String Sextet No.1 in B flat Op.18

Composer: Johannes Brahms (b. 1833 - d. 1897)
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Composer: Johannes Brahms (b. 1833 - d. 1897)

Performance date: 04/07/2015

Venue: Bantry Library

Composition Year: 1860

Duration: 00:37:41

Recording Engineer: Richard McCullough, RTÉ lyric fm

Instrumentation: 2vn, 2va, 2vc

Instrumentation Category:Sextet

Artists: Natalie Clein - [cello]
Marc Coppey - [cello]
Lilli Maijala - [viola]
Brett Dean - [viola]
Chloë Hanslip - [violin]
Dmitri Sitovetsky - [violin]

We do well to honour
such music, and to love the genius and nobility of heart that went into its

This magnificently lyrical work is one of Brahms’
best-loved chamber works, one where he can luxuriate in the richly romantic
textures made possible by the two extra lower strings. String sextet was a
choice of medium that side-stepped his apprehensions about composing
symphonies, because of what he famously called the tramp of giants behind him; it also evaded facing up to the
most essential chamber music medium of all, the string quartet. In fact he had
been writing string quartets all along, but he did not let one out until some
twenty attempts had been confined to oblivion. He claimed to have papered the
walls and ceiling of his room in Hamburg
with his discarded scores. So in the 1860s he concentrated on acoustically
richer chamber mediums that happened to be less thunderous with the tramp of
giants – string sextets, strings with piano and a horn trio.

Brahms often consulted his good friend the star
violinist and composer, Joseph Joachim, when writing for strings. He sent
Joachim the first draft of his score with a typically downbeat note: I’m afraid that as I’ve tarried so long over
the piece, your expectations will not have been raised! But since God makes all
things possible, I am sending you the parts, in case the Rondo should strike
your fancy…I look forward to being invited soon to a rehearsal. However, if you
don’t like the piece, then by all means send it back to me.
Joachim made
some suggestions that Brahms accepted, including assigning the opening
statement of the first movement’s theme to the first cello rather than to the
first violin and, indeed, at times it seems that it is the cello rather than
the violin leads the ensemble.

The extra cello makes a huge difference as the second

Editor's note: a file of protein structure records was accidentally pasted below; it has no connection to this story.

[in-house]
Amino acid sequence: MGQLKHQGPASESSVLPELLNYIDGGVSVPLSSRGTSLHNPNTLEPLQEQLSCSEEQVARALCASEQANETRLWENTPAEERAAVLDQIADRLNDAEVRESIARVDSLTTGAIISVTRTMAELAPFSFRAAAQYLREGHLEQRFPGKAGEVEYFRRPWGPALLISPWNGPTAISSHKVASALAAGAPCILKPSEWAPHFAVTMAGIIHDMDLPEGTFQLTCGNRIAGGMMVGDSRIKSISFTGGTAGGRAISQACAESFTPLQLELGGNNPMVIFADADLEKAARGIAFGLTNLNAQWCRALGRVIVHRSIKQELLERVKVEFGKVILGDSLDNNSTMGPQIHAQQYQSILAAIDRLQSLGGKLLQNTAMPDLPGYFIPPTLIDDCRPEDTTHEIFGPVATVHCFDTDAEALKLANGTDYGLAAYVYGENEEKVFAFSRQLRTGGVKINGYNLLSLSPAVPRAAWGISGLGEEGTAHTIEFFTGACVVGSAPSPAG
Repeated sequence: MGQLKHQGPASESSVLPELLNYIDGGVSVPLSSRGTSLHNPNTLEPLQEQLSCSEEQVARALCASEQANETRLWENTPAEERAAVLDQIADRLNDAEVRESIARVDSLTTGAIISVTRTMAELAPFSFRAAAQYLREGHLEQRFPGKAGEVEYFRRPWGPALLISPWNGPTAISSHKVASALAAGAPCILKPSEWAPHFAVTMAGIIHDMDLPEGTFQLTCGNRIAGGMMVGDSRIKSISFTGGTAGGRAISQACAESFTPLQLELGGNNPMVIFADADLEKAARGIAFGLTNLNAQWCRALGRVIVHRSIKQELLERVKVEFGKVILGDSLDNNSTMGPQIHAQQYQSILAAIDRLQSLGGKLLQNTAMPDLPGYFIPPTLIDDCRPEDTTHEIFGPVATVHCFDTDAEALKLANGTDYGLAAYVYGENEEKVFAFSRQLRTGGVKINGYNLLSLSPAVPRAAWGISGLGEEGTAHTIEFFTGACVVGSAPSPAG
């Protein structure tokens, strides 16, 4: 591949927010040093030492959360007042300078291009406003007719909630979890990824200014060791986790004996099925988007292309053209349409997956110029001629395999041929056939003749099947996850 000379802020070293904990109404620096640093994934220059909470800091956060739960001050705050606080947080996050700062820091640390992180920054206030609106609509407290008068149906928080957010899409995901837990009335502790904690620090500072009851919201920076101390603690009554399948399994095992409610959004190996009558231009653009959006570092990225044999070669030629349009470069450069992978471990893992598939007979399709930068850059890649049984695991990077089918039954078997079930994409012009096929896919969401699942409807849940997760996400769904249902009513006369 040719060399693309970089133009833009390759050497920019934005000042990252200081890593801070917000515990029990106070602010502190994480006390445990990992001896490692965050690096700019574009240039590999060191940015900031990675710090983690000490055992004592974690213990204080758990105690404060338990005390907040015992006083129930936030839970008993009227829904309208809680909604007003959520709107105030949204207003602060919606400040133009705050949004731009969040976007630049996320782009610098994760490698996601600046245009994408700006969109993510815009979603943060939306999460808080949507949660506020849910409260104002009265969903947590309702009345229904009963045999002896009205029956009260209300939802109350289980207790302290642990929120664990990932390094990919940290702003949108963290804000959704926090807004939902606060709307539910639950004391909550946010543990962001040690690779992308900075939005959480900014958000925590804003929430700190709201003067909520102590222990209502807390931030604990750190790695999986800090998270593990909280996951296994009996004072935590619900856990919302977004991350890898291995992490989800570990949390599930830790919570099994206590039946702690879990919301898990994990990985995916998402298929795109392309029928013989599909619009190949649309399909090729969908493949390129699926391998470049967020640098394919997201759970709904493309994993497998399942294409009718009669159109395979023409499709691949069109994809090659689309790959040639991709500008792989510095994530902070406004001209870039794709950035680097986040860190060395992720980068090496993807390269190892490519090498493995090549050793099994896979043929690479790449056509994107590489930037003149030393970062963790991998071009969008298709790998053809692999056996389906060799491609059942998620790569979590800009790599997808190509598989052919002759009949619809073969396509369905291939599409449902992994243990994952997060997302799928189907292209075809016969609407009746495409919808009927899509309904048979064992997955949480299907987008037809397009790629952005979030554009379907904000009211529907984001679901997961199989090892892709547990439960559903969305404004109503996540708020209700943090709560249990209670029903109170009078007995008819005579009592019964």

cello can be entrusted with the bass line while the first cello can take wing
with one soaring melody after another. From the first bar we know we are in one
version of lyrical heaven. Out of the cadence of this deliciously mellow theme
grows a second idea accompanied by pizzicato responses from viola and cello
leading in turn to another gorgeous melody with an undulating accompaniment. As
Brahms grew older he tended to rein in his melodic genius, but here he is still
in his twenties, hotly pursued by the beauties of his Hamburg Frauenchor, and he allows his romantic
spirit to flow unchecked. It is also the spirit of the Ländler, the slow waltz of the Austrian countryside that inevitably
recalls Schubert’s bitter-sweet music.

The slow movement was the result of Brahms’ intense
study of classical and baroque forms, and is an early example of his brilliant
use of variation form. But despite his rigid adherence to the theme’s
proportions, his variations so transform the theme and are so rich in their
contrasted sonorities, that they completely overwhelm the strictness of the
form. The theme itself is in D minor, giving it an air of stern nobility, which
is not entirely dispelled until the wonderful fourth variation.

The Scherzo
is a brief and high-spirited country dance with an irresistible rhythm; the trio is even briefer and fierier and
returns in the coda to bring the dance to an end. It takes genius to come up
with a Finale that crowns a work like
this and Brahms, like the other great masters, is able for this. He gives us an
unhurried, melodically generous Rondo
that cleverly brings back the mood of the first movement, reminding us again of
Schubert, his love of the countryside and his edge of sadness, and that feeling
that if only the music could keep playing maybe the sadness could be overcome.
Brahms shows us his command of every mood, lyrical, rustic, graceful, sad,
dramatic, clever, witty, romantic and leaving us breathless at the end.